# Smallest set vertices to visit all nodes of the given Graph

## Introduction

Finding the smallest set of vertices to visit all nodes in a graph could be a crucial issue in graph hypothesis. It has practical applications in different areas, counting network optimization, directing algorithms, and task planning. In this article, we are going investigate three diverse approaches to illuminate this problem: Depth-First Search (DFS), Breadth-First Search (BFS), and Depth-First Traversal with Backtracking. We are going give point by point clarifications, code usage within the C language, and algorithmic steps for each approach. Also, we'll illustrate the utilization of these approaches with a test graph to guarantee that all three strategies yield the same output.

## Approach 1: Depth-First Search (DFS)

### Algorithm

• Step 1 − Make a boolean array visited[] to check gone to vertices.

• Step 2 − Initialize an empty stack and push the beginning vertex onto the stack.

• Step 3 − Whereas the stack isn't empty, do the taking after −

• Step 4 −  Pop a vertex v from the stack. If v isn't gone to, check it as gone by and handle it. Thrust all unvisited adjoining vertices of v onto the stack. Rehash step 3 until the stack gets to be purge.

• Step 5 − Return the gone by vertices as the littlest set of vertices.

### Example

#include <stdio.h>
#include <stdbool.h>

#define MAX_VERTICES 100

void dfs(int graph[MAX_VERTICES][MAX_VERTICES], int V, int start, bool visited[]) {
visited[start] = true;
printf("%d ", start);

for (int i = 0; i < V; i++) {
if (graph[start][i] == 1 && !visited[i]) {
dfs(graph, V, i, visited);
}
}
}

void smallestSetOfVertices(int graph[MAX_VERTICES][MAX_VERTICES], int V) {
bool visited[MAX_VERTICES] = { false };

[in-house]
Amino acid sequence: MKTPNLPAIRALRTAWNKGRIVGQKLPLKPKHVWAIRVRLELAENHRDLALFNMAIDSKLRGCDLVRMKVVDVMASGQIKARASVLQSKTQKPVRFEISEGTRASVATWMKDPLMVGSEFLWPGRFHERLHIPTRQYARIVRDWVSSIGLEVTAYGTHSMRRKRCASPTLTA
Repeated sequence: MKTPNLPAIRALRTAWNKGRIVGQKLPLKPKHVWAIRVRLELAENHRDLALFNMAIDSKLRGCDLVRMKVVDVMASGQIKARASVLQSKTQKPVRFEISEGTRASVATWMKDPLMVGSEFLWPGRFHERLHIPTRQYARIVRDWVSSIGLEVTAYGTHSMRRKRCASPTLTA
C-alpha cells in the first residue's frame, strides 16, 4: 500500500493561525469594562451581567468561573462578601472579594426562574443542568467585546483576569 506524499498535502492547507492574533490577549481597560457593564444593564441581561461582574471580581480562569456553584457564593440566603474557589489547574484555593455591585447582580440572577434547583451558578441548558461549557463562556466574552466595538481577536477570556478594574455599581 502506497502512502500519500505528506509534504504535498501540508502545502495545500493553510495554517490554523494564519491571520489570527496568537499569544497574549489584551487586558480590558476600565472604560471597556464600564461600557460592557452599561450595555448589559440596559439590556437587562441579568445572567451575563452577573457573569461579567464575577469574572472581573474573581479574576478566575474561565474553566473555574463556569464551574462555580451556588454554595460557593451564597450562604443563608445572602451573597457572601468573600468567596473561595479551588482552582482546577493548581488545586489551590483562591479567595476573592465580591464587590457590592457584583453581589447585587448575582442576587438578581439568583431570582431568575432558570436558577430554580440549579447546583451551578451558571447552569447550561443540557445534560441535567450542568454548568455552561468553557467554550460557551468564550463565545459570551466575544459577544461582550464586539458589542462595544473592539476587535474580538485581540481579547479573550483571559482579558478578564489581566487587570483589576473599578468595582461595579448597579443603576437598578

for (int i = 0; i < V; i++) {
if (!visited[i]) {
dfs(graph, V, i, visited);
}
}
}

int main() {
int V = 5;
int graph[MAX_VERTICES][MAX_VERTICES] = {
{0, 1, 1, 0, 0},
{1, 0, 1, 0, 0},
{1, 1, 0, 0, 0},
{0, 0, 0, 0, 1},
{0, 0, 0, 1, 0}
};

printf("Smallest set of vertices: ");
smallestSetOfVertices(graph, V);

return 0;
}


### Output

Smallest set of vertices: 0 1 2 3 4


## Approach 2: Breadth-First Search (BFS)

### Algorithm

• Step 1 −  Make a boolean array visited[] to check gone by vertices.

• Step 2 − Creation of an empty stack and enqueue the starting vertex.

• Step 3 − Whereas the line isn't empty, do the taking after − Dequeue a vertex v from the line.

• Step 4 − In case v isn't gone to, check it as gone to and prepare it. Enqueue all unvisited adjoining vertices of v onto the line.

• Step 5 − Rehash step 3 until the stack gets to be empty.

• Step 6 − Invoke the defined function smallestSetOfVertices() and print the result.

### Example

#include <stdio.h>
#include <stdbool.h>

#define MAX_VERTICES 100

void bfs(int graph[MAX_VERTICES][MAX_VERTICES], int V, int start, bool visited[]) {
int queue[MAX_VERTICES];
int front = 0, rear = 0;
queue[rear++] = start;
visited[start] = true;

while (front != rear) {
int v = queue[front++];